Whiteinch

Whiteinch (Scottish Gaelic: Innis Bhàn) is a district in the Scottish city of Glasgow. It is situated directly north of the River Clyde, between the Partick and Scotstoun areas of the city. Whiteinch was at one stage part of the burgh of Partick, until that burgh's absorption into the expanding city of Glasgow in 1912, and part of the Parish of Govan.

Whiteinch

Whiteinch Burgh Hall
Whiteinch
Location within Glasgow
OS grid referenceNS542668
Council area
Lieutenancy area
  • Glasgow
CountryScotland
Sovereign stateUnited Kingdom
Post townGLASGOW
Postcode districtG14
Dialling code0141
PoliceScotland
FireScottish
AmbulanceScottish
EU ParliamentScotland
UK Parliament
Scottish Parliament

Whiteinch was originally an island in the Clyde, called Whyt Inch[1] (inch being an anglicisation of "innis", meaning an island in the Scottish Gaelic language). However, this was during the time when the Clyde flowed naturally as a shallow and wide river. When it was dredged and narrowed as a man-made enterprise to allow for shipbuilding, the island disappeared, but the name lived on in the area that now sat on the north bank of the river.[2]

The population growth of Whiteinch was linked to industrial growth, primarily shipbuilding. The Clydeholm shipyard of the Barclay Curle company occupied much of the Whiteinch riverbank and was opened in 1855.[3][4][5][6]

Whiteinch was an important Clyde ferry crossing.[7] A rowing boat ferry was replaced by a steam ferry in 1891 and the Clyde's second vehicular "horse" ferry was introduced in 1905. Both passenger and vehicle ferries, which ran from the foot of Ferryden Street, were withdrawn in 1963 with the opening of the Clyde Tunnel.[8]

Besides having a football club called Whiteinch F.C. between 1874 and 1879, Partick Thistle F.C. were based in the Whiteinch district for a short while; they played at Jordanvale Park in the area from 1881-1883[9] before moving to Muir Park in the centre of Partick. They then returned to the Whiteinch area in 1885 when they moved into the Inchview home of their defunct rivals Partick F.C., remaining there until 1897; today this is near the location of the Clyde Tunnel's north entrance.[10]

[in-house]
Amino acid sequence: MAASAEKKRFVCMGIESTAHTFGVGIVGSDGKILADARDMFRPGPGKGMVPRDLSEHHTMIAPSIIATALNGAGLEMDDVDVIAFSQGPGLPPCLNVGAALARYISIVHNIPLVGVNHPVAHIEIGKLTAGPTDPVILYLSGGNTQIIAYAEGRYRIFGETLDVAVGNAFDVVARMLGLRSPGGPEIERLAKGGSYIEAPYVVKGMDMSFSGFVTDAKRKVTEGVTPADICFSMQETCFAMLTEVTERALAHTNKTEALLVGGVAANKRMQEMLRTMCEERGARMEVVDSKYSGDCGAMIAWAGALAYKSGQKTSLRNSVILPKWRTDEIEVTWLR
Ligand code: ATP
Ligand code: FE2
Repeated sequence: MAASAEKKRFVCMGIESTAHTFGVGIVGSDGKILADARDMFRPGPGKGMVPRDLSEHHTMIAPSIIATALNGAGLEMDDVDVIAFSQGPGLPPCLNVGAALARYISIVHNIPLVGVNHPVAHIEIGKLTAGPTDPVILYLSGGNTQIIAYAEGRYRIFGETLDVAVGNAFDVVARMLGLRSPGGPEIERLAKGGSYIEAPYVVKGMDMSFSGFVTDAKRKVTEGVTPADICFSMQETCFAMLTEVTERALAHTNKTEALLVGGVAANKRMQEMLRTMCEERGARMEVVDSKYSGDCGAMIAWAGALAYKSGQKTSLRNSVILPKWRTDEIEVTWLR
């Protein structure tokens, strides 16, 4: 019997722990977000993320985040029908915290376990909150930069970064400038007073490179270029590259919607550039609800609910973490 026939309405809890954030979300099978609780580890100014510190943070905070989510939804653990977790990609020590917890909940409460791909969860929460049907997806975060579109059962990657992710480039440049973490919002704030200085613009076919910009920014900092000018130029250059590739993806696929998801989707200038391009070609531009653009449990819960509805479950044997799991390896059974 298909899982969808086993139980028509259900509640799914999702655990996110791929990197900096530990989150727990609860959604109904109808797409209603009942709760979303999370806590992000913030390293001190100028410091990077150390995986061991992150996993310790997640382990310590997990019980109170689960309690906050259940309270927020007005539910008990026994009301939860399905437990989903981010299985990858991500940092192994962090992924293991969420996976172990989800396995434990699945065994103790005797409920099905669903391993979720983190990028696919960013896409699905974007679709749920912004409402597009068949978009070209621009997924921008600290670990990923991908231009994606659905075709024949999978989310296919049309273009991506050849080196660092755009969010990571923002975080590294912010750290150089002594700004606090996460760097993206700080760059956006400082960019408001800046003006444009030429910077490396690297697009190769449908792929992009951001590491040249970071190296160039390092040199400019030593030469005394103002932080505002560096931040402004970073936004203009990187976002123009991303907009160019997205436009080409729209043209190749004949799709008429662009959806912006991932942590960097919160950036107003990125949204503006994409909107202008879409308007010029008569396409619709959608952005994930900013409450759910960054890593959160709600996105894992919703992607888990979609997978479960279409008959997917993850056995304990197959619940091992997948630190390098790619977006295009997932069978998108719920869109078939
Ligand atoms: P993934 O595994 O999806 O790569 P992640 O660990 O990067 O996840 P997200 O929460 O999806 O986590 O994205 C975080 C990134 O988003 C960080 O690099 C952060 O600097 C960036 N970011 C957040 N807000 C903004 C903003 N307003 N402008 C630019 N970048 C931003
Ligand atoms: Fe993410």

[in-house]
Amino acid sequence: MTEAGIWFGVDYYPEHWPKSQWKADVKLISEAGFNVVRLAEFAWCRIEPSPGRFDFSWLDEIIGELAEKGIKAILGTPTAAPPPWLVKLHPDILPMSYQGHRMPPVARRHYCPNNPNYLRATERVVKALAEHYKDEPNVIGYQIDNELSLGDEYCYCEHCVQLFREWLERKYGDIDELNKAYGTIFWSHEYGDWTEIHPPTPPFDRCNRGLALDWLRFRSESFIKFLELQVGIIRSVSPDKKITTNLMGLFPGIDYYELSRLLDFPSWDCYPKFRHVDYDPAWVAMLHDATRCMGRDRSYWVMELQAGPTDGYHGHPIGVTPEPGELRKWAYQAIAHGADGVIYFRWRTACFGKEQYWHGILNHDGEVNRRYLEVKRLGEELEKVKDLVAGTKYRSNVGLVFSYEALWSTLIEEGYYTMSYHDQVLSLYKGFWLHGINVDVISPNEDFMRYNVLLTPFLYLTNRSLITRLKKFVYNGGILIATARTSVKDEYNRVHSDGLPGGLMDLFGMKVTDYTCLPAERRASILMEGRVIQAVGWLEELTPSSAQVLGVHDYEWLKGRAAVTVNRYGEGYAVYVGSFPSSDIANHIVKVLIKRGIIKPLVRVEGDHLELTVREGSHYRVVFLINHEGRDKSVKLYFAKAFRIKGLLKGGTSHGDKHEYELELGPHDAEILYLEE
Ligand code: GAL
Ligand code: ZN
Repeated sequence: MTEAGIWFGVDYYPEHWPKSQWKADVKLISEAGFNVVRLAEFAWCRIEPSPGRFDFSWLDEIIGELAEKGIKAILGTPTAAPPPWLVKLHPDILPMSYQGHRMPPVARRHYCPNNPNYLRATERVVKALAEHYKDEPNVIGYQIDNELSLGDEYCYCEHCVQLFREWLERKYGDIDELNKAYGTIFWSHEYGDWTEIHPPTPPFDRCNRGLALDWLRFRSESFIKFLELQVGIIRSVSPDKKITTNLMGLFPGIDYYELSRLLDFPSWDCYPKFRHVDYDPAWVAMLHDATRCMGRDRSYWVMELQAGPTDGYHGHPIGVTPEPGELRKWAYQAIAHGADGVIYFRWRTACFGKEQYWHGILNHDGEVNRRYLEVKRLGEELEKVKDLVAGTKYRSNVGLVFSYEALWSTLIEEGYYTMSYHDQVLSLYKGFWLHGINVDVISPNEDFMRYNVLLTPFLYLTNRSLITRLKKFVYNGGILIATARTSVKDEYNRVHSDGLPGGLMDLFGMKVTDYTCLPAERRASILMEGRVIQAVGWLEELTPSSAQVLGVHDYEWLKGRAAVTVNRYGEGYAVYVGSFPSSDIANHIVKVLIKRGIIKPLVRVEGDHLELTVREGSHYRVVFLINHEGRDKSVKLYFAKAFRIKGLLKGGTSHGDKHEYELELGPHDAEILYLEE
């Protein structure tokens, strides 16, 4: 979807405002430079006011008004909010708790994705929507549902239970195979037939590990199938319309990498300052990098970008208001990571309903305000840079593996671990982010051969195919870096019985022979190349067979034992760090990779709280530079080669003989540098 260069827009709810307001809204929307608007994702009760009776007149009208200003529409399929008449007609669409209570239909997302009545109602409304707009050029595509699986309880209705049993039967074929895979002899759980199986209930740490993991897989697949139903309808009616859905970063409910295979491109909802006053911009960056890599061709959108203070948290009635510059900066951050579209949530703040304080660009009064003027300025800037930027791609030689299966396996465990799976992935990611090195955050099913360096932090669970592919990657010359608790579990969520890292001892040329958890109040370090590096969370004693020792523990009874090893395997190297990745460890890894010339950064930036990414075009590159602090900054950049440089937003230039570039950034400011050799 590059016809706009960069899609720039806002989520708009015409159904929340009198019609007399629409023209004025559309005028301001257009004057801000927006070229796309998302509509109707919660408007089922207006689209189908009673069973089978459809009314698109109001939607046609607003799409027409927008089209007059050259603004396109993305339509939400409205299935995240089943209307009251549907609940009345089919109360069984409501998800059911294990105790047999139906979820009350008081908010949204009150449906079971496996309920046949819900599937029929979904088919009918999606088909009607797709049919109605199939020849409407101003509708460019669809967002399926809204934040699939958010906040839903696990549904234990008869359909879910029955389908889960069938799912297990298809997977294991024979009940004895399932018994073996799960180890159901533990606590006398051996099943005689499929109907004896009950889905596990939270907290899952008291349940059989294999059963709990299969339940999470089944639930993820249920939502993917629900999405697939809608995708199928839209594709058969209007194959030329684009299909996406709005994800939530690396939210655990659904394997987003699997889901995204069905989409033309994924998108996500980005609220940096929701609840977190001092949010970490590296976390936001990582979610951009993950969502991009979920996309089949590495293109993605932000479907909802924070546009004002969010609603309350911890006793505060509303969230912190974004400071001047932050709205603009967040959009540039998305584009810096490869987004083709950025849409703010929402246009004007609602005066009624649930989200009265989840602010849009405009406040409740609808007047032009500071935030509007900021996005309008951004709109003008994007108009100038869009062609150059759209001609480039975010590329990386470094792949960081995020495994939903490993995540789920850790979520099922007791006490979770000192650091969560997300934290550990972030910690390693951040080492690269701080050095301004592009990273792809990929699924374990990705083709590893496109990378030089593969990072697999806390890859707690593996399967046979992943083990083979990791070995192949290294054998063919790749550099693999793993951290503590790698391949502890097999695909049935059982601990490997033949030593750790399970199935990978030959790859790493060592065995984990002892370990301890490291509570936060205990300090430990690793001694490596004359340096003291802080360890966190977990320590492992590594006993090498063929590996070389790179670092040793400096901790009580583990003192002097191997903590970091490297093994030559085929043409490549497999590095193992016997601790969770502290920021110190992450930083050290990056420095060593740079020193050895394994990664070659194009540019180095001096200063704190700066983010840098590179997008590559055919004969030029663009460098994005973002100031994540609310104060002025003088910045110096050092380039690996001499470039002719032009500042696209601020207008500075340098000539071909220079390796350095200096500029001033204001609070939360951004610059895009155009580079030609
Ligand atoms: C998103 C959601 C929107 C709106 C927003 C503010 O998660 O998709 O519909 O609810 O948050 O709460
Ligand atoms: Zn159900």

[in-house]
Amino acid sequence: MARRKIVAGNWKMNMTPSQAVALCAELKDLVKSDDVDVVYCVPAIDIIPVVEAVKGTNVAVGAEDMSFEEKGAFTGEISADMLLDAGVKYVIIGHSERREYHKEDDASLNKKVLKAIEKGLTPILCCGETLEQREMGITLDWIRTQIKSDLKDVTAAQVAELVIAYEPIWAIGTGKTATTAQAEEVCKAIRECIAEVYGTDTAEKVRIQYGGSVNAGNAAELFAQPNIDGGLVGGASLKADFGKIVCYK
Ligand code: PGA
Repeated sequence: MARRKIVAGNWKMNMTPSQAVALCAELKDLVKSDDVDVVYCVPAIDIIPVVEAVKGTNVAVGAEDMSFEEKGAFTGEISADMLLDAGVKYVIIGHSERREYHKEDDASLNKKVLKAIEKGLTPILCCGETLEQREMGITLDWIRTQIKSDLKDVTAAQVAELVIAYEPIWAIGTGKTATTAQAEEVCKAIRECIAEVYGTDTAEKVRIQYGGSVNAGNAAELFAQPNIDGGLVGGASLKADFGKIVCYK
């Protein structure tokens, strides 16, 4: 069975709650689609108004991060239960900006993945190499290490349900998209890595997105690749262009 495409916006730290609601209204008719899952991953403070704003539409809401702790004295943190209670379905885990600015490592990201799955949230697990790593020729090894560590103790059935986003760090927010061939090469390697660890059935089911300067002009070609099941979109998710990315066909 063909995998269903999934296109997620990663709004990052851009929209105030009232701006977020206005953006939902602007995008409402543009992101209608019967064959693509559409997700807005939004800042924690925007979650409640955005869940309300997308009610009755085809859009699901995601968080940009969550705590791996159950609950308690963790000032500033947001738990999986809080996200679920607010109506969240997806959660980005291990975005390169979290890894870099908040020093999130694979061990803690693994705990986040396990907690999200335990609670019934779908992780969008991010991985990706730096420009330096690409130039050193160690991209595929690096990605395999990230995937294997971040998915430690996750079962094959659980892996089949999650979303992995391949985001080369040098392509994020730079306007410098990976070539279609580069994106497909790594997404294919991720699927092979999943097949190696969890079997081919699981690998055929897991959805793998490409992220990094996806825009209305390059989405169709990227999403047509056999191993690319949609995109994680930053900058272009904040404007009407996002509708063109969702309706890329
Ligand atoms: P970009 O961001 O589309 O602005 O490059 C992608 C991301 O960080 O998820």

Whiteinch is the location of the Fossil Grove, a site within Victoria Park, Glasgow discovered in 1887 and containing the fossilized stumps of 11 extinct Lepidodendron ("Giant club moss") trees.[11][12][13][14] It has been a popular tourist attraction since early times.[15]

In late 2006 the new Whiteinch Community Centre opened at Dumbarton Road and Haldane Street. The building cost £1.1m and was a joint project between Glasgow City Council, Whiteinch and Scotstoun housing association and the Whiteinch Community Council. In early 2007 the notable Victorian Bathhouse on Medwyn Street[16] was torn down to make way for a new townhouse complex that is part of the Clydeside Redevelopment Project.

St Paul's Church, (1957) designed by architect Charles W Gray of Reginald Fairlie and Partners. Coloured glass by Gabriel Loire of Chartres, France. Listed on account of the windows as Category B.[17]

With regard to schools, non-denominational education is provided at Whiteinch Primary School in Medwyn Street, followed by Hyndland Secondary School. Roman Catholic Education is provided at St. Paul's Primary School in Primrose Street, followed by St. Thomas Aquinas Secondary School in Jordanhill.

The local Salvation Army centre for the West of Glasgow is based in Medwyn Street, Whiteinch.

In popular culture, the district lends half of its name to the fictional Shieldinch area which is the setting for the BBC Scotland soap opera River City (the other half deriving from Shieldhall on the opposite bank of the Clyde) - the show's set is located in Dumbarton).[18]

See also

References

  1. Linthouse Ford (Mitchell Library, Glasgow Collection, 1918), The Glasgow Story
  2. Islands of the Clyde
  3. Barclay & Curle's Shipyard (Clyde Navigation Trust / Glasgow City Archives, 1845), The Glasgow Story
  4. Clydeholm Shipyard (Museum of Transport, 1920s), The Glasgow Story
  5. Clydeholm Shipyard (Glasgow City Archives, Photographic Series, 1932), The Glasgow Story
  6. Clydeholm Shipyard (Museum of Transport, 1959), The Glasgow Story
  7. Clutha Ferry at Whiteinch, 1887 (Burrell Collection Photo Library), The Glasgow Story
  8. Whiteinch Horse Ferry (Burrell Collection Photo Library, 1955), The Glasgow Story
  9. Jordanvale Park, Partick Thistle - The Early Years
  10. Inchview, Partick Thistle - The Early Years
  11. Glasgow Guide: Tourist Attractions: Fossil Grove. URL accessed 1 March 2006.
  12. Transactions of the Geological Society of Glasgow, page 143, volume XXII. "The discovery of the famous Fossil ..."
  13. Fossil Grove 1880s (Kelvingrove Art Gallery and Museum, Geology Collection), The Glasgow Story
  14. Fossil Grove (Kelvingrove Art Gallery and Museum, Geology Collection), The Glasgow Story
  15. Walford, Edward; Cox, John Charles; Apperson, George Latimer (1915). The Antiquary, E. Stock, 217.
  16. Drying Racks (Burrell Collection Photo Library, 1950s), The Glasgow Story
  17. https://britishlistedbuildings.co.uk/200395837-dumbarton-road-whiteinch-st-pauls-roman-catholic-church-including-boundary-walls-gatepiers-gates-and-railings-victoria-park-ward Dumbarton Road, Whiteinch, St Paul's Roman Catholic Church Including Boundary Walls, Gatepiers, Gates and Railings], British Listed Buildings
  18. Neil Blain, ed. (2008). Media in Scotland. Edinburgh University Press. p. 130. ISBN 9780748631827.
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